Josh Thompson     about     archive     turing     office hours

HTTParty and to_json

I was having some trouble debugging an HTTParty POST request.

A few tools that were useful to me:

  1. post DEBUG info to STDOUT
  2. netcat to listen to HTTP requests locally

I had this code:

options = {
  headers: {
    "Content-Type": "application/json",
    authorization: "Bearer #{our_token}",
  },
  query: { data: true },
  body: { token: their_token },
  debug_output: STDOUT
}

And when I posted it:

HTTParty.post("#{BASE_URL}/endpoint", options)

I kept getting something like this:

opening connection to externalservice.net:443...
opened
starting SSL for externalservice.net:443...
SSL established
<- "POST /endpoint?data=true HTTP/1.1\r\nContent-Type: application/json\r\nAuthorization: Bearer alksdjflkajsdf\r\nHost: externalservice.net\r\nContent-Length: 1234\r\n\r\n"
<- "token=aslsdjfhasiudyfkajn"
-> "HTTP/1.1 400 Bad Request\r\n"
-> "Date: Mon, 11 Mar 2019 16:58:13 GMT\r\n"
-> "Content-Type: text/plain\r\n"
-> "Content-Length: 28\r\n"
-> "\r\n"
reading 28 bytes...
-> "Invalid json line 1 column 7"
read 28 bytes
Conn keep-alive
=> "Invalid json line 1 column 7"

Invalid json? The body was being passed into HTTParty as a hash, I had been assuming this would convert it to JSON.

.
body: { token: their_token },
.

So, I fired up netcat on localhost, to try making different POST requests and watch the formatting a little closer:

nc -l -k localhost 4000

I was seeing requests like so:

looks OK, right?

what was the solution?

My coworker John Livingston was chatting with me about a PR he had open, and asked for a review on an update to a Slack notification bot. I saw him use a suspicious method inside of his HTTParty request.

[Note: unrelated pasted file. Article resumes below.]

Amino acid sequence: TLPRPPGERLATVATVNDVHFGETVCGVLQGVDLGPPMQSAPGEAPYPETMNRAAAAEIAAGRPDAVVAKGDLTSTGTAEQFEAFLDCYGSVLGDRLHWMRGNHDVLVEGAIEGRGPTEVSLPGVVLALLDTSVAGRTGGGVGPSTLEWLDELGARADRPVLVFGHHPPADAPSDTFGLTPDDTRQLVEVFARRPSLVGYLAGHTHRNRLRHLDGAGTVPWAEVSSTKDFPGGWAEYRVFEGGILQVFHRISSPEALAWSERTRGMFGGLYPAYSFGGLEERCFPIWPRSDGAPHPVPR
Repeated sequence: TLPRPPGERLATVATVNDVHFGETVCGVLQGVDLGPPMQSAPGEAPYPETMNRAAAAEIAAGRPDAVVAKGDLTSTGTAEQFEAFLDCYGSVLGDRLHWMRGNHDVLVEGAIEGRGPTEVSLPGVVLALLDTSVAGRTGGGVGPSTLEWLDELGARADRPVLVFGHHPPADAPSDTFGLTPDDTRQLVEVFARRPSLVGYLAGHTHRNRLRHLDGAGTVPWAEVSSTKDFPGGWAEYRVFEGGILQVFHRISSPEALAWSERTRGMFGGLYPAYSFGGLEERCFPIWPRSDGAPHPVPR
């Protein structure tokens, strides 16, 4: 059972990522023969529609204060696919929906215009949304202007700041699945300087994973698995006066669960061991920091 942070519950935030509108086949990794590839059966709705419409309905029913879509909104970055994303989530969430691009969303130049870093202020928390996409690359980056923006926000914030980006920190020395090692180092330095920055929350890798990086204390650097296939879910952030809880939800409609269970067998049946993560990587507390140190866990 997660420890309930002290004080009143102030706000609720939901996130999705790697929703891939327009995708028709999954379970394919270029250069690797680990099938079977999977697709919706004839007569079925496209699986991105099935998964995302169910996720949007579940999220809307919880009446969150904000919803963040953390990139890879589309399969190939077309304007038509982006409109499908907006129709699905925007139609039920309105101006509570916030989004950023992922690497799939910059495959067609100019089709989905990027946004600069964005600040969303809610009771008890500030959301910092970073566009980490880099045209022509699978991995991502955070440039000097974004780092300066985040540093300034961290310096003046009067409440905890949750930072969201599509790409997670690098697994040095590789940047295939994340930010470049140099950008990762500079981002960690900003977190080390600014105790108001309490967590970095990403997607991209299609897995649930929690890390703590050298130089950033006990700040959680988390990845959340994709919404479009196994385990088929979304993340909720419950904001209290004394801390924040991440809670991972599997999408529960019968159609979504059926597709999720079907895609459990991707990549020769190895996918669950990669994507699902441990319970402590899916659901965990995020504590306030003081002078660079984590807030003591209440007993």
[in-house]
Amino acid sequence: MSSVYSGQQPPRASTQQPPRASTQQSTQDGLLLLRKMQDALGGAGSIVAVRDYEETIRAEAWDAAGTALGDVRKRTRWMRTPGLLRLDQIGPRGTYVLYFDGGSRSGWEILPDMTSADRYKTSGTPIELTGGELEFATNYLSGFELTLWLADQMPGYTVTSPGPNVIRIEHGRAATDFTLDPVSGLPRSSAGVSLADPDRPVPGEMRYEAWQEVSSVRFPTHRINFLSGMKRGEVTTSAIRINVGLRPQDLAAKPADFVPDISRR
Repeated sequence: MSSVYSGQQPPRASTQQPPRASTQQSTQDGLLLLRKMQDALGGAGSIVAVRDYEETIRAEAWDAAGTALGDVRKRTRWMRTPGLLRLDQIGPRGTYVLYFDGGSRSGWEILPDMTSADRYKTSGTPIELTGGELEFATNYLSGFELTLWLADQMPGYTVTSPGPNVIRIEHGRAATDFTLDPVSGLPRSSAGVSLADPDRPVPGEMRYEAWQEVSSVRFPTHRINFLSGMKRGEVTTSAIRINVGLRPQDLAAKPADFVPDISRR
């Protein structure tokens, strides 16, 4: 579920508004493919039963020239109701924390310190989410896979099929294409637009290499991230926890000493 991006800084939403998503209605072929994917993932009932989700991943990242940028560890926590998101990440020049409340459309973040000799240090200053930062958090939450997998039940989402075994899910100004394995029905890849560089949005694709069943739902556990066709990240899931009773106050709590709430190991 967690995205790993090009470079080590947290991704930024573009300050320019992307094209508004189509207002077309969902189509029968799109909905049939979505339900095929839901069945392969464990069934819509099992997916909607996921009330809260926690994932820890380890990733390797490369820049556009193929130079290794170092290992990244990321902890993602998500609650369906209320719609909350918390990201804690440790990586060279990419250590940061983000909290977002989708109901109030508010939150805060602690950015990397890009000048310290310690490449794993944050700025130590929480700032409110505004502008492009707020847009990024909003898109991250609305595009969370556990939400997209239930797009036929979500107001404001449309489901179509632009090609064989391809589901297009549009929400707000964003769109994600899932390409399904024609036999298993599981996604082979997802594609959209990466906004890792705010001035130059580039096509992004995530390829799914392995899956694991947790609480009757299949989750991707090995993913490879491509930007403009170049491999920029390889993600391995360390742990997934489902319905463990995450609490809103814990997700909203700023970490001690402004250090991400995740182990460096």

response = HTTParty.post(url, {
        body: payload.to_json,
        headers: {'Content-Type' => 'application/json'}
      })

AHHHHHHHH

AHHHHHHHH

Because I’d also been working on a different post request, where the Content-Type was application/x-www-form-urlencoded, I wasn’t actually looking to make sure the body was putting out JSON. Of course this isn’t JSON.

Not json:

token=slkdjflkj

json:

{"token":"slkdjflkj"}

The fix? add .to_json on the request body:

options = {
  headers: {
    "Content-Type": "application/json",
    authorization: "Bearer #{our_token}",
  },
  query: { data: true },
  body: { token: their_token }.to_json
  # I just added .to_json      ^^^^^^^
}

I’m writing this whole thing out because in hindsight it’s blindingly obvious what the problem was, but at the time I was really stuck on why the endpoint couldn’t parse the body as json.

Now we all know.

Get occasional emails

If I've written anything new, you'll get an email with summaries on Friday.